The amount of physical parameters as well as the simulation engine inside the software determine the virtual material’s drape. While it is still difficult to test physical materials accurately to generate the right parameters¹, also each cloth simulation engine’s interpretation of these values varies. Generally speaking it is important to have parameters for the most important factors, for example bend, stretch or shear. Consistency in the testing method is also important to have comparable outcomes amongst materials.
The visual representation of a material starts with a picture of the actual material. Here you have different ways and levels of quality which go from taking a simple picture, flatbed scanning or more advanced material scanning devices such as xTex or TAC.² Also for the visualisation of a material you have several parameters determining the quality and realism of a 3D garment. Next to the actual image or so called diffuse map which holds the color information of every pixel there are several more:
• specular map: contains the reflectivity information, hence determining how a material absorbs and reflects light.
• bump map: carries information about the material’s structure in form of shadow levels. While a relief effect can be achieved, the structure is only based on shadow levels and actually ‘an illusion’, hence no real geometry is created by this map.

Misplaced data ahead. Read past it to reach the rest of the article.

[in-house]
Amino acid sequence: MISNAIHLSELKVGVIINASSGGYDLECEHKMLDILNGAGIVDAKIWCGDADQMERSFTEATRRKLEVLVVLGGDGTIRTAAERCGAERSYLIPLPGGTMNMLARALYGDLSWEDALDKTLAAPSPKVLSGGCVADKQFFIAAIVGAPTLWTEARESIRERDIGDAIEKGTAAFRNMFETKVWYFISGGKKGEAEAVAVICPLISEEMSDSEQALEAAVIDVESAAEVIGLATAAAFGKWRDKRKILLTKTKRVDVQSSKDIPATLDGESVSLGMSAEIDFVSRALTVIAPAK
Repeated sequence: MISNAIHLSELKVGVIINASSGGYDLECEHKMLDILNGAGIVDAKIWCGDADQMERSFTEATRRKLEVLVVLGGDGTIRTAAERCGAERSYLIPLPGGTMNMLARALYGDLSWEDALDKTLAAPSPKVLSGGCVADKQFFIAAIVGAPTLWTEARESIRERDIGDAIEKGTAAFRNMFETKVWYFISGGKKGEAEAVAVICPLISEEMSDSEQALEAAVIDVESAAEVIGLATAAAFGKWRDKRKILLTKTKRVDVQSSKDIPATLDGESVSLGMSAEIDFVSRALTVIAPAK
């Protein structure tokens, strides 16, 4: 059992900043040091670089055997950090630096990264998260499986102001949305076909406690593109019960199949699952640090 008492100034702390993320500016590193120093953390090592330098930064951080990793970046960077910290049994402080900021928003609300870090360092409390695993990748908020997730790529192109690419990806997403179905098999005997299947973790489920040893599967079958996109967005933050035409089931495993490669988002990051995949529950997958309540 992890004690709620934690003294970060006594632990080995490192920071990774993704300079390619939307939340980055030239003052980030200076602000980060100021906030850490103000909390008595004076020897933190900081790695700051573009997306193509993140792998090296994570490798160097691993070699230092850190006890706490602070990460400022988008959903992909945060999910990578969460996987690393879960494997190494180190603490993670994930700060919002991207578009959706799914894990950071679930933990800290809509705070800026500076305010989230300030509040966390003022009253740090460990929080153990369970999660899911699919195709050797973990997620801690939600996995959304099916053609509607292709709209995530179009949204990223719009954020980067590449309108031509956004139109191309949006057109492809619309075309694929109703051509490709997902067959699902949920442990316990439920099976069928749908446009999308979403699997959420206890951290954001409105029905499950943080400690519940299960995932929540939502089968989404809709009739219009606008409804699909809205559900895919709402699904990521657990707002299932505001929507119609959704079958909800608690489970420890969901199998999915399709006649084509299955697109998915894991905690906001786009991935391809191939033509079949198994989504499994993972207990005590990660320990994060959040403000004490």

• alpha map: holds information on a material’s transparency and translucency.
• roughness map: is responsible for the roughness respectively glossiness of a material.
• displacement map: contains the ‘real’ data about a material’s structure. When applying this map to a material you do get actual geometry.
¹ there are only a few options for physical testing currently. Some brands do it manually within defined testing methods, others create and adjust values ‘by look’. Browzwear introduced an automated fabric testing kit last year which reduces the manual work quite a bit whilst also eliminating the human error and enables consistency. However, there are tons of parameters which eventually define the physical behavior of a material. After all it comes down to what you can and want to measure as well as the amount of values the respective software reads and how it processes them.
² having a material scanning device is recommendable when you want to integrate 3D in your daily business and at a scaleable level. Depending on your business setup with regards to product, timelines as well as 3D goals, a simple flatbed scanner might be sufficient at first. When you start building up a library of virtual materials it does become a tedious task though. The amount of manual work that goes into tiling and additional map creation is time consuming and inconsistent, so that purchasing a material scanner with more capabilities becomes a very rewarding investment.